On 5 November 1867, one day before the 1st session of the 1st Parliament of the Dominion of Canada convened, MP-elect Thomas D’Arcy McGee contributed a column to the Montreal Gazette entitled “The Mental Outfit of the New Dominion” in which he contemplated “with what intellectual forces and appliances, with what quantity and kind of common stock, we are about to set up for ourselves, a distinct national existence in North America.” McGee added, echoing Emerson and the Young Irelander Movement once more: “Regarding the New Dominion as in incipient new Nation, it seems to me, that our mental self-reliance is an essential condition of our political independence.” A healthy and independent national discourse depended first and foremost on newspapers and free press as forums of debate. On this score, Canada had already achieved some measure of success. But McGee believed that British North Americans needed to cultivate their own novelists and poets, encourage public libraries, and, most pressingly of all, establish proper universities which teach a comprehensive set of subject-matter in medicine, law, divinity, the humanities, the arts, and natural science. He noted that some universities housed limited libraries and praised the Parliamentary Library, headed by Alpheus Todd, but lamented: “Of public libraries, I grieve to say that we have no far as I know, single one, in the whole Dominion.” In McGee’s estimation, Canadians needed to cultivate the arts, libraries, and great universities because, as he further lamented, “We have not produced in our Colonial Era any thinker of the reputation of Jonathan Edwards or Benjamin Franklin.”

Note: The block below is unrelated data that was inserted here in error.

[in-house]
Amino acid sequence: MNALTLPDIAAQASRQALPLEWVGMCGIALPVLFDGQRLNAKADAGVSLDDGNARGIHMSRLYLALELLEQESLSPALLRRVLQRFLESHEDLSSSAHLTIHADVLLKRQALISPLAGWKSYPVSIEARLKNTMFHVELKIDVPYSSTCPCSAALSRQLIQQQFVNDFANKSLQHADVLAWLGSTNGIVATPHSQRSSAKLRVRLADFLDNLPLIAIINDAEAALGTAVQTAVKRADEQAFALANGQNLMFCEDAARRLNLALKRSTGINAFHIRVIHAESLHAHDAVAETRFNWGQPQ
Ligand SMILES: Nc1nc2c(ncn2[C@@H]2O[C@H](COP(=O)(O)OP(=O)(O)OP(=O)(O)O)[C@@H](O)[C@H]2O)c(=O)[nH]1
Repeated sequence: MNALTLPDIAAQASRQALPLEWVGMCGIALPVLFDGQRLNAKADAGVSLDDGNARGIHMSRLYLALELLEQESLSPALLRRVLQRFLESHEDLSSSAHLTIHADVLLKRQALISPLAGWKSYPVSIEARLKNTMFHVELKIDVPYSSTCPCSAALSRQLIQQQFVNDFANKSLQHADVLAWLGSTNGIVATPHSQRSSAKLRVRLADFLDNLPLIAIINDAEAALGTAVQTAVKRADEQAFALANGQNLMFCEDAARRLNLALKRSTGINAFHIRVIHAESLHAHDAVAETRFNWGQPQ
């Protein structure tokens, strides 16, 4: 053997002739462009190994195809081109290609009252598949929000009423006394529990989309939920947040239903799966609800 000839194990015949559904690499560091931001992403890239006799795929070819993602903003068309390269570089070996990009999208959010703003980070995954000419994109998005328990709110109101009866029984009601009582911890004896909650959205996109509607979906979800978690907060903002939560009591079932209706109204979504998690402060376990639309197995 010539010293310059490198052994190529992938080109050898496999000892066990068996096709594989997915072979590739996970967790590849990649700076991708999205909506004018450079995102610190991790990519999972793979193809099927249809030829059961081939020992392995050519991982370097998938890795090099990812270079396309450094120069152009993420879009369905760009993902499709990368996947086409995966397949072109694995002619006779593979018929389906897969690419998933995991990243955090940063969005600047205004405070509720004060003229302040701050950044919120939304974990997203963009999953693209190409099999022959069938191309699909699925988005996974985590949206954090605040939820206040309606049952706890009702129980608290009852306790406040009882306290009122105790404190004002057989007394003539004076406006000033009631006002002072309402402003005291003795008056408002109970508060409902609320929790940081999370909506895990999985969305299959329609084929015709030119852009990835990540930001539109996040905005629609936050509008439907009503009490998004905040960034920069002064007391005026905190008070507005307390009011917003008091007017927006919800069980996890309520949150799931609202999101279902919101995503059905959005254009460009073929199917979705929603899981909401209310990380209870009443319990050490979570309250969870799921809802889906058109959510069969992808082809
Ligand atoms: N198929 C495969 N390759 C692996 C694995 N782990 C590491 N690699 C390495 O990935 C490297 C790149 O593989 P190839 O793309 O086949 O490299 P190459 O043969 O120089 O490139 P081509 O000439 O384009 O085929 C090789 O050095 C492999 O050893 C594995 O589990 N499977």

McGee intrinsically understood the appeal of the Transcendentalists and drew upon their lessons once more, even mentioning a few by name.
Forty years ago, a British Quarterly Review asked, “Who reads an American book?” Irving had answered that long ago; but Cooper, Longfellow, Emerson, Prescott, Hawthorne, and many another, have answered that taunt triumphantly since. These Americans might, in turn, taunt us to-day with, “Who reads a Canadian book?” I should answer frankly, very few, for Canadian books are exceedingly scare.
McGee also intrinsically understood that the American Civil War, especially in its second half from 1863 to 1865 when Abraham Lincoln consecrated the conflict to abolishing slavery, had accelerated these Antebellum forces into a powerful literary culture and new-found patriotic mission in the United States: